Thousands of ACC claimants have good reason to be incensed at the way former National Party insider Bronwyn Pullar and her "support friend" Michelle Boag allowed them to be used as leverage in a failed power play.

It is crystal clear that Pullar - with Boag's implicit agreement - retained the confidential ACC records file she was accidentally sent last August. This file is said to have contained details of claims filed by 6700 individuals among them 250 claims from injuries resulting from sexual abuse or sexual assault.

Many claimants will be incandescent with rage at the obvious - even if accidental - breach of privacy.

But even though Pullar maintains she has been fighting a decade-long battle to screw a better deal out of ACC and has alleged her own privacy was breached by officials on 45 separate occasions, she did not immediately alert the corporation that the file had turned up in her inbox.


Nor did she return the file or delete it from her own email cache. (It became public when the file turned up in an investigative reporter's hands six months later).

Boag knew this when she agreed to go with Pullar as her "support friend" to an ACC meeting last December. The file quickly became a point of contention.

It was alleged that ACC offered Pullar two years' payments so she could re-establish her business on the condition the file was returned. ACC denies this.

But in an email to ACC Minister Judith Collins last week, Boag maintained a verbal agreement was discussed after she and Pullar urged an investigation of the privacy breach "for the sake of your ministry, your board, your CEO".

The Boag email is reported to have said it was "verbally agreed" the information would be returned "on agreement on the way forward".

Boag went on to say ACC should deal with the privacy breach internally - "I am a supporter of this Government and I also call [former ACC minister] Nick Smith a friend. I don't want him embarrassed. I have friends on the ACC."

Any Cabinet minister sitting in "The Crusher's" shoes - particularly a politician with as strong an instinct for self-preservation as Collins has - would quickly have worked out the impact of Boag's email was they were also likely to be dragged into the same mud-pool which subsequently swallowed Nick Smith.

The ACC Minister would quickly have reached the conclusion that all Boag's email did was to compromise her.


Hence she sent it to the ACC .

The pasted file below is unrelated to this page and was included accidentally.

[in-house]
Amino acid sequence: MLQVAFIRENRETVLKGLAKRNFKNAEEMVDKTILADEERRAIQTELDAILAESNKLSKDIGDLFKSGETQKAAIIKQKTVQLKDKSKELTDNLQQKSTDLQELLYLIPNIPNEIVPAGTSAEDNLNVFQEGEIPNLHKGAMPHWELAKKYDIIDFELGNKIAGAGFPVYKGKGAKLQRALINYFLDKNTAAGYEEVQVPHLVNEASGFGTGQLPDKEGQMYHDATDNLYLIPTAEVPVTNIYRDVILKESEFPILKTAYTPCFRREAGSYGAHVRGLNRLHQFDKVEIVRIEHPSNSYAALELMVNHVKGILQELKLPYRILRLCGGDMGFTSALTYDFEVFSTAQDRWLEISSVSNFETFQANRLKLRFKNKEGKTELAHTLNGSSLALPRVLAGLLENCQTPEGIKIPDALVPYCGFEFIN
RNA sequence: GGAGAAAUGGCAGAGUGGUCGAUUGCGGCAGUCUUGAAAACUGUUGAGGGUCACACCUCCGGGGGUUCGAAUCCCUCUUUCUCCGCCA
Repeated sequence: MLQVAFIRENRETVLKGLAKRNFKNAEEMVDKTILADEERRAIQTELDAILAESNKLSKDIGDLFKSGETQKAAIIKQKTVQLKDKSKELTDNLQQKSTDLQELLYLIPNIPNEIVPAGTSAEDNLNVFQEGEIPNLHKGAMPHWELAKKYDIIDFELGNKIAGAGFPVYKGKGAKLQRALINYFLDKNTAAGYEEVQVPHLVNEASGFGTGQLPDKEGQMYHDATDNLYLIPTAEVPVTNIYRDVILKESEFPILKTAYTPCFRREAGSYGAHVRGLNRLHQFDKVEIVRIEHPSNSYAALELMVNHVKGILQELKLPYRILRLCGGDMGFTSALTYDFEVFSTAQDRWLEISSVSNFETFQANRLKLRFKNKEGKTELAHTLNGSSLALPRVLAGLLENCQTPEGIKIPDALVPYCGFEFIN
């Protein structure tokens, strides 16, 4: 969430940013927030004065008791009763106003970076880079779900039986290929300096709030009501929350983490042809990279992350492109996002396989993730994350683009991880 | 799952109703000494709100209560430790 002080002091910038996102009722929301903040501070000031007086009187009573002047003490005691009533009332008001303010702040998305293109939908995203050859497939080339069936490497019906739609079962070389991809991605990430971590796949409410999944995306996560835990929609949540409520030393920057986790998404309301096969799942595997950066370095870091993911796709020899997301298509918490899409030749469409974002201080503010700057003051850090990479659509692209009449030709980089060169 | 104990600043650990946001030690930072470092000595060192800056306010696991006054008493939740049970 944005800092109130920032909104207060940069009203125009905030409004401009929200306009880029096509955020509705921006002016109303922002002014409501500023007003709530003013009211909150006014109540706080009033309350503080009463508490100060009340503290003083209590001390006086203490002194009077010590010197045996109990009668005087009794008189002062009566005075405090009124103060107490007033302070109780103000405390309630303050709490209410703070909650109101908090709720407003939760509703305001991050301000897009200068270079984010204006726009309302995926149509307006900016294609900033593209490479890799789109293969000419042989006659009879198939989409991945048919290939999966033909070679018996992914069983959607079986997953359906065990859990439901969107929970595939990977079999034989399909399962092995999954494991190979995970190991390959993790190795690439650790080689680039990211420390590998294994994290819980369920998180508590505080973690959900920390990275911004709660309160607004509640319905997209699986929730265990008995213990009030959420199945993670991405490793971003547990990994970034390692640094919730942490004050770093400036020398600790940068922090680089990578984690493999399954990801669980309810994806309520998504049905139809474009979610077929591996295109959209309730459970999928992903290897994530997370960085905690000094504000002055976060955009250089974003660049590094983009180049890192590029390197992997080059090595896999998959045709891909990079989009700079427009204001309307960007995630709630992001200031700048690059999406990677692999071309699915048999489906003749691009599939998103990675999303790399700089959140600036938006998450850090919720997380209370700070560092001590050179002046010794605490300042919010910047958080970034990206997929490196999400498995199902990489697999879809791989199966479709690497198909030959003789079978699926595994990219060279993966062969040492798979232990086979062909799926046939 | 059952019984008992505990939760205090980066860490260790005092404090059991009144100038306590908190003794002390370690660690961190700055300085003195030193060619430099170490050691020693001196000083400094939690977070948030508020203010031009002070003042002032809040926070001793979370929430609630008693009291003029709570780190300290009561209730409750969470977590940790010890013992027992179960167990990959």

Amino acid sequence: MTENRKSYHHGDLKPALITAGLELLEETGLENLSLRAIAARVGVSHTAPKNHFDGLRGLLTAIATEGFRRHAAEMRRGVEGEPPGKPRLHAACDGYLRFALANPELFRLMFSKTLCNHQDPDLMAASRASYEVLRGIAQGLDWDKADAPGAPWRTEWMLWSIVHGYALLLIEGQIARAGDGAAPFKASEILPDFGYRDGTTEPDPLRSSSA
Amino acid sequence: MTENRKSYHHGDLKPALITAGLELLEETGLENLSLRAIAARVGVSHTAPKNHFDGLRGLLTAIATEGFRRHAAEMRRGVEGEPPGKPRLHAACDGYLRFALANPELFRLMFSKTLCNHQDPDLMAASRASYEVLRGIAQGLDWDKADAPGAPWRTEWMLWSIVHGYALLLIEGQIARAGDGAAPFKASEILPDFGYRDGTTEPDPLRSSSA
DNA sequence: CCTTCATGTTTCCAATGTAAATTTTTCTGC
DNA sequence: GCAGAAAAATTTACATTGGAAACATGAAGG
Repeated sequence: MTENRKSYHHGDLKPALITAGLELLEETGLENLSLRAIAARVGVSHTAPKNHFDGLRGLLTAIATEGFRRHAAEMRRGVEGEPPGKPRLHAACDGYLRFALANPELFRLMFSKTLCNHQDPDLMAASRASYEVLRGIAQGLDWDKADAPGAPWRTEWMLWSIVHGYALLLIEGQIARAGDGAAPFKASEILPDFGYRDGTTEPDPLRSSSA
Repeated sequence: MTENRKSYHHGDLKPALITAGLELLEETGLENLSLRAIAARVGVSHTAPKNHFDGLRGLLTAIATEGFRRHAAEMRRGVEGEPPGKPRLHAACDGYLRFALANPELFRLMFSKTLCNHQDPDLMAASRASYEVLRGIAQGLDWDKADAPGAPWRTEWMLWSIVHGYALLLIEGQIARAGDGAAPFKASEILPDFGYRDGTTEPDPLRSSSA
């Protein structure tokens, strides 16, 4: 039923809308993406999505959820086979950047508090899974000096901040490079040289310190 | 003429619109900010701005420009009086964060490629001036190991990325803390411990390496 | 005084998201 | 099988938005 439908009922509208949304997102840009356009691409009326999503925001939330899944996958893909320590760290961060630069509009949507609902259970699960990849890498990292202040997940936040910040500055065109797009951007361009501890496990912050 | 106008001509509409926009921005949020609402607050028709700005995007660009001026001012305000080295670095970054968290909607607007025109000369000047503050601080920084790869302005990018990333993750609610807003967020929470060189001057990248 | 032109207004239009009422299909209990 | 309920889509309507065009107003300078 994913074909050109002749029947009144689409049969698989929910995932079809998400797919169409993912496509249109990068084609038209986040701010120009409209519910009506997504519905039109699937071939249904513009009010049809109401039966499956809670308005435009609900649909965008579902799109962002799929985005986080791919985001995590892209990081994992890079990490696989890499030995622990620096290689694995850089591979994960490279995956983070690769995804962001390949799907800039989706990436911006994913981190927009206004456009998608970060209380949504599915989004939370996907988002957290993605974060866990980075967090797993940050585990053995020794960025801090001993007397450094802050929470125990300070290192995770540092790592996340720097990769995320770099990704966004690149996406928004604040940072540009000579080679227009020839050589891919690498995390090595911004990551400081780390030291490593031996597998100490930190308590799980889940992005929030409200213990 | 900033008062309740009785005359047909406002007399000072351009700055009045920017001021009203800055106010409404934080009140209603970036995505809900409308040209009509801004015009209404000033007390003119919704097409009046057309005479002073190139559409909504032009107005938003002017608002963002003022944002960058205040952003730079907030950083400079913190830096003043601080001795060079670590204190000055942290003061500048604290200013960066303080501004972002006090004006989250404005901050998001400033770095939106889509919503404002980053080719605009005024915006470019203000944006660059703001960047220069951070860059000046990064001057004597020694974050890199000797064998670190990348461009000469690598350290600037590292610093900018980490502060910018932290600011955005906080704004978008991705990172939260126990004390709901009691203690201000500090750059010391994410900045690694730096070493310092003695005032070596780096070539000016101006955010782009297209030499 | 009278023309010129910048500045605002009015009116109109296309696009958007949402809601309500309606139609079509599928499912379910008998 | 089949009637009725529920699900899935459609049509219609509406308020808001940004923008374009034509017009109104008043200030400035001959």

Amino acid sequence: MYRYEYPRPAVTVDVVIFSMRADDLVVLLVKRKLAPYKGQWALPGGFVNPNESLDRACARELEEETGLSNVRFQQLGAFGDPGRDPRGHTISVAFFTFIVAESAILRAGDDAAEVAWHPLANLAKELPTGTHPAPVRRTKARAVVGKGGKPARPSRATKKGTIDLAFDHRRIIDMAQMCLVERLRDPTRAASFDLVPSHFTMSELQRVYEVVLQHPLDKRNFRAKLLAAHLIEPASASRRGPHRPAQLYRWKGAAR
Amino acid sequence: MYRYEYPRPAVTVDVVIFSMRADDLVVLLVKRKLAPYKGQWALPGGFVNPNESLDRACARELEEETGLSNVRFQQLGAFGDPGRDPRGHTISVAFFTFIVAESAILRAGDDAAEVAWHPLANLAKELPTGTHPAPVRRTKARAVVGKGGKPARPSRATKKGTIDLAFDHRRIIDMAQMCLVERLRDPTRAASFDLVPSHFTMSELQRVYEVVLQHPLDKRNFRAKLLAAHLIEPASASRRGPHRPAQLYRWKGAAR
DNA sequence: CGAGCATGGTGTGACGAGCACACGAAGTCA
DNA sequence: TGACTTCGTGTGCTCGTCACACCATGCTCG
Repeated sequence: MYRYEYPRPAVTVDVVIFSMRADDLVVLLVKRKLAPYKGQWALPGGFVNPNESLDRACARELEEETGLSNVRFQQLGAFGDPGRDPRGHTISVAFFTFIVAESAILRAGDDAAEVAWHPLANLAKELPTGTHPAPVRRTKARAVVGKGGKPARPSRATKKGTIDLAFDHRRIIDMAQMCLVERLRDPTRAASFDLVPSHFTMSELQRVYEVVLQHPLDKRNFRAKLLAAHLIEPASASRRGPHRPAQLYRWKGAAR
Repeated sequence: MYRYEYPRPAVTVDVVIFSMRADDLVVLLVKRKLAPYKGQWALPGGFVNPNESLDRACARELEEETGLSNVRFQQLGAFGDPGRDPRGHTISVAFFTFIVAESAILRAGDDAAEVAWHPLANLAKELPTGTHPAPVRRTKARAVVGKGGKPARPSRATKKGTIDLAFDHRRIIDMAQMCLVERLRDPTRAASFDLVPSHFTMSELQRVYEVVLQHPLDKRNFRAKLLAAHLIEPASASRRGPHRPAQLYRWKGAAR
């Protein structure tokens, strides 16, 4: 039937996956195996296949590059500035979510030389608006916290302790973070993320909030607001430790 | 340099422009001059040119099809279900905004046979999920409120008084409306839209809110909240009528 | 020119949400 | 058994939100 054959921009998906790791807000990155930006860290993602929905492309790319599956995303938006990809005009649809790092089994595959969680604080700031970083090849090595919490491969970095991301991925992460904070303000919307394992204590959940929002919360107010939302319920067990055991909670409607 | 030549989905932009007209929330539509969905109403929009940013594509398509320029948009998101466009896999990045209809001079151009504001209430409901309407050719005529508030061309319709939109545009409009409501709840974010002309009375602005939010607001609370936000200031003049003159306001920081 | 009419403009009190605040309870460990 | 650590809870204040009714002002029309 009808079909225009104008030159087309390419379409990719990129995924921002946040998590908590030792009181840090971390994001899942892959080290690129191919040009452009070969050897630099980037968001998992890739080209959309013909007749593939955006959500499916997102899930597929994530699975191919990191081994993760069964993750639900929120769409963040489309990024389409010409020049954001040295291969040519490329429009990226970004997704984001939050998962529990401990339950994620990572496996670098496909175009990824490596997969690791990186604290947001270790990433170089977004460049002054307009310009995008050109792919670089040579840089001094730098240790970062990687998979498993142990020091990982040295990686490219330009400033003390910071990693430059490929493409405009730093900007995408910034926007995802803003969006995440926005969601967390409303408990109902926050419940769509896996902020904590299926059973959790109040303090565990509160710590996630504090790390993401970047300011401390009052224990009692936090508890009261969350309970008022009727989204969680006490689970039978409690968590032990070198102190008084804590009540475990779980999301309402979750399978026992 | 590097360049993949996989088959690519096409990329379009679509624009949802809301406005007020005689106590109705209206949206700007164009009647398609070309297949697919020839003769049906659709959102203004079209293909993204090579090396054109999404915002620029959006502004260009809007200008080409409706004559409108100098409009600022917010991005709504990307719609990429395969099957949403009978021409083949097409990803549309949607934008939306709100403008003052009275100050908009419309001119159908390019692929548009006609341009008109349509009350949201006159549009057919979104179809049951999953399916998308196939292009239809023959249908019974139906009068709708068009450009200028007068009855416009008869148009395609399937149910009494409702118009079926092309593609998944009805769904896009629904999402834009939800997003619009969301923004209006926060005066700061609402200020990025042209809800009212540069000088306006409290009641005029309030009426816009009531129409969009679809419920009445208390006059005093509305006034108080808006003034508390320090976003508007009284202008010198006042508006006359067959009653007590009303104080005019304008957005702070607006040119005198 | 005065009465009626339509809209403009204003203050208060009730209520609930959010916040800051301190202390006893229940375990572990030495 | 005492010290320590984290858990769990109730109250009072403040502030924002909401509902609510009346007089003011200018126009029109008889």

Collins' fingerprints will not be directly attached to the copy of the Boag email that was later leaked to the Herald on Sunday.

But the ACC Minister, who is a former Law Society president, will not be shedding any crocodile tears over Pullar's predicament. Nor will she be concerned at Boag's embarrassment after she was hung out to dry.

Pullar is currently in the public spotlight. But a great deal of the blame for this fiasco has to be put at Boag's door.

A political "hard ass" of the first order, her style is to get extremely aggressive when cornered. Hence her fury at finding out from the Herald on Sunday that her email had been leaked. What did she expect?

A more skilful operator would have insisted that Pullar return the file before the December meeting so there could never be any suggestion that the pair were trying to blackmail ACC into dishing out more benefits.


But Boag's approach is clumsy.

Her record at managing conflicts of interests is not impressive.

As National Party president she threatened to have expelled from the party any official who had been involved in an SFO complaint over secret donations from Fay Richwhite that did not go immediately into party coffers. Yet, she had previously been Fay Richwhite's PR flack.

She got in hot water with the Davison Commission over the secret filming of New Zealand First leader Winston Peters at the "Winebox" tax-dodging inquiry.

Despite her reported comments that it was untrue that the Fay Richwhite-funded film was to be used in a hatchet job on Peters, the film crew gave the impression to the inquiry that its film would ultimately be used for more than simple record purposes.

She subsequently stood down as a Television New Zealand director and as National's communications chairwoman after a story was published pointing out her position was untenable.


The upshot of failing to give her friend clear advice that it was inappropriate to discuss the privacy breach in the same meeting that Pullar's own circumstances were to be canvassed could have only one outcome.

Embarrassment all round and grounds for a full inquiry.